As a result of global feedback and consideration, the Open XML standard under consideration by ISO/IEC has been significantly improved. Microsoft has been afforded a wonderful opportunity as a result of this process. We've listened to the global community and learned a lot, and we are committed to supporting the Open XML specification that is approved by ISO/IEC in our products.
Above and beyond our own implementation, however, I wish to make it clear that to enable broader adoption of the format – including for use by our current and future competitors - we have made our commitment to Open XML unambiguous, and as such have made (through our Open Specification Promise) irrevocable, royalty-free patent commitments to all developers to implement the formats.
We submitted the original Open XML specification to Ecma International for consideration in 2005 because we wanted to respond to our public and private sector customers' requests that we turn over control of the specification to the community. Ecma International's further development of the specification for more than a year, and its adoption of Open XML as an Ecma International Standard (Ecma 376) in December 2006 was a realization of that goal. Now, the global community has the opportunity to take control of the future of the specification by ratifying Ecma 376 as an ISO/IEC standard. We know that it will be in good hands when this happens based on the tremendous work and improvements that have been made to the specification during the ISO/IEC process over the past 14 months. We are committed to the healthy maintenance of the standard once ratification takes place so that it will continue to be useful and relevant to the rapidly growing number of implementers and users around the world.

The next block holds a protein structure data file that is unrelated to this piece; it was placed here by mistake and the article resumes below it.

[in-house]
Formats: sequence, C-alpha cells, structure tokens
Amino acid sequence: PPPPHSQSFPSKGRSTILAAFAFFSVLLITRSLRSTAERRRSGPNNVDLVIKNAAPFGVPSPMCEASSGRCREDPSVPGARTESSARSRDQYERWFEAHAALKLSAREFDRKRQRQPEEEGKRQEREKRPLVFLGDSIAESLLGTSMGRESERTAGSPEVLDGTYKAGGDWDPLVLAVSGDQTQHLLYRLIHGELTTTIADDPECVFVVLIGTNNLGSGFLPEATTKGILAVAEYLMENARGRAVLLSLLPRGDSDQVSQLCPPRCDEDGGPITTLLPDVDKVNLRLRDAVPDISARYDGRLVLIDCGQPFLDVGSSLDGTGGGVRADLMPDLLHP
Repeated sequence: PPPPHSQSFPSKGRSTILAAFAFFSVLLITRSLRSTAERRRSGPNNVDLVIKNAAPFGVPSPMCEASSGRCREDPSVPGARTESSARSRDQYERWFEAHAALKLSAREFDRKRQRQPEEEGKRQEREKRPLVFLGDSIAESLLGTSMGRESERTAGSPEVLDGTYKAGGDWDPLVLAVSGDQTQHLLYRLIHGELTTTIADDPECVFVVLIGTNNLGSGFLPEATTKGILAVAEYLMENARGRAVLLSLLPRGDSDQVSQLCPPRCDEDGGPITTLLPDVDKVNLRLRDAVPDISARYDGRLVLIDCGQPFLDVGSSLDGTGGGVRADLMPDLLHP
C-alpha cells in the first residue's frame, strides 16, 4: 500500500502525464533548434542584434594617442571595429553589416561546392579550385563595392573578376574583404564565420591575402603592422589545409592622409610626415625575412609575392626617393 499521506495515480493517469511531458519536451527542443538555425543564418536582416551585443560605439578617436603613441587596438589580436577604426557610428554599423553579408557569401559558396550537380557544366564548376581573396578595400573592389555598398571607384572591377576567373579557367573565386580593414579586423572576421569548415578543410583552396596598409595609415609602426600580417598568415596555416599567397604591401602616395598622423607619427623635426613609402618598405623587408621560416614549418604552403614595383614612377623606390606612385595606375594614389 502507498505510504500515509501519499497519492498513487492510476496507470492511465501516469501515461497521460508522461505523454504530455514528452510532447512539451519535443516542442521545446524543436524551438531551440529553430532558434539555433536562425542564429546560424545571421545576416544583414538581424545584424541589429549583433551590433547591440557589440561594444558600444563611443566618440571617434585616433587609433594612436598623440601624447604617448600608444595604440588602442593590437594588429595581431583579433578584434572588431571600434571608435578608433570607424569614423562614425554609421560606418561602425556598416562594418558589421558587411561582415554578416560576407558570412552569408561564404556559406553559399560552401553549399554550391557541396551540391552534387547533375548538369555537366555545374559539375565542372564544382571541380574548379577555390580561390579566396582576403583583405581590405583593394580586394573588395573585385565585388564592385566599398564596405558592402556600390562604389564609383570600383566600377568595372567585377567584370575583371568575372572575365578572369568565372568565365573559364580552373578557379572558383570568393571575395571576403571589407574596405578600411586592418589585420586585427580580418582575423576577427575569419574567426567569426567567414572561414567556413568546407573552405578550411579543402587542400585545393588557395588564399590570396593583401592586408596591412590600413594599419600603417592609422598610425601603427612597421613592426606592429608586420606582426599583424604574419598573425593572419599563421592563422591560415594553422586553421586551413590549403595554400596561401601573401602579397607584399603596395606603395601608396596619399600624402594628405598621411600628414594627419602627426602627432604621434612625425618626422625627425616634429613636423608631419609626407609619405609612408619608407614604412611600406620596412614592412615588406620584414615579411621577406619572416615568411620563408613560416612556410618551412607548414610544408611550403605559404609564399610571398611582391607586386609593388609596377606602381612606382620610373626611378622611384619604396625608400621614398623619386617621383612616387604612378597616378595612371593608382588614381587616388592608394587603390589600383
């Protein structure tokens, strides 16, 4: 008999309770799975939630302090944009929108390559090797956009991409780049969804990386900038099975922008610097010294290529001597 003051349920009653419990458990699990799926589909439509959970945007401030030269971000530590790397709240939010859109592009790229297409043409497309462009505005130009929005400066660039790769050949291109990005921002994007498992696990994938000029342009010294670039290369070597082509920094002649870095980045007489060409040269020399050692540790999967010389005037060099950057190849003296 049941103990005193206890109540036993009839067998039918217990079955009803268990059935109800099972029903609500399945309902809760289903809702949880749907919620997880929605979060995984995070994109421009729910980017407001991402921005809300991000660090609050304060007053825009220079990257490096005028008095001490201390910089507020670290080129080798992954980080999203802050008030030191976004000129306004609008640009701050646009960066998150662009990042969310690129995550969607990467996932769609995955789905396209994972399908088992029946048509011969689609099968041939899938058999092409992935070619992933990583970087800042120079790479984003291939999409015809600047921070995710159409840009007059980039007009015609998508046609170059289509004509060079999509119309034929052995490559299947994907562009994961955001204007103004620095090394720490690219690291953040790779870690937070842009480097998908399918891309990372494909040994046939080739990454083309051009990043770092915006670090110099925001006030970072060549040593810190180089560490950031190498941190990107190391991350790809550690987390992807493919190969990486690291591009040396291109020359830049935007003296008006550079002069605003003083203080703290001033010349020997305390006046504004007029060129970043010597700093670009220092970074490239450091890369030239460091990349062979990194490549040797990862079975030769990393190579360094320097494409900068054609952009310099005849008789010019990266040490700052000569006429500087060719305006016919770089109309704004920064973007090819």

We have listened to our customers and the community and are proud of the work that has been done on the Open XML formats. We believe that these formats deliver unique value to the industry and users will benefit from it being in the hands of the global community as an ISO/IEC standard.
Video of Chris Capossela commenting the Open Letter